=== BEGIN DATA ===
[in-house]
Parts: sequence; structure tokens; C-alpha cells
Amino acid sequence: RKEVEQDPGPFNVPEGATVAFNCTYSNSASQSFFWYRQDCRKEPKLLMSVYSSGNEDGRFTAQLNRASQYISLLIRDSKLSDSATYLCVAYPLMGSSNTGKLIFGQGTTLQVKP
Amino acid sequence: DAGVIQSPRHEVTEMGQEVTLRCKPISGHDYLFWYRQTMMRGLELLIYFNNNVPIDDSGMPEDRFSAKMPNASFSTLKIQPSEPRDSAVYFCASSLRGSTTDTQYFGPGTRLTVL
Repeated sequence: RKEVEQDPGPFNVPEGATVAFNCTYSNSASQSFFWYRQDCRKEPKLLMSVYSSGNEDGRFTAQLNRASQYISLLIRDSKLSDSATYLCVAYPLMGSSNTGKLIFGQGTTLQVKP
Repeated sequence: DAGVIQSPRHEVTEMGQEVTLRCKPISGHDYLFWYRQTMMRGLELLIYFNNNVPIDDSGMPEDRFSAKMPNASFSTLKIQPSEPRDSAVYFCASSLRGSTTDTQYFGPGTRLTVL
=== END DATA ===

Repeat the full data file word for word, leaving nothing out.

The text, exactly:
[in-house]
Parts: sequence; structure tokens; C-alpha cells
Amino acid sequence: RKEVEQDPGPFNVPEGATVAFNCTYSNSASQSFFWYRQDCRKEPKLLMSVYSSGNEDGRFTAQLNRASQYISLLIRDSKLSDSATYLCVAYPLMGSSNTGKLIFGQGTTLQVKP
Amino acid sequence: DAGVIQSPRHEVTEMGQEVTLRCKPISGHDYLFWYRQTMMRGLELLIYFNNNVPIDDSGMPEDRFSAKMPNASFSTLKIQPSEPRDSAVYFCASSLRGSTTDTQYFGPGTRLTVL
Repeated sequence: RKEVEQDPGPFNVPEGATVAFNCTYSNSASQSFFWYRQDCRKEPKLLMSVYSSGNEDGRFTAQLNRASQYISLLIRDSKLSDSATYLCVAYPLMGSSNTGKLIFGQGTTLQVKP
Repeated sequence: DAGVIQSPRHEVTEMGQEVTLRCKPISGHDYLFWYRQTMMRGLELLIYFNNNVPIDDSGMPEDRFSAKMPNASFSTLKIQPSEPRDSAVYFCASSLRGSTTDTQYFGPGTRLTVL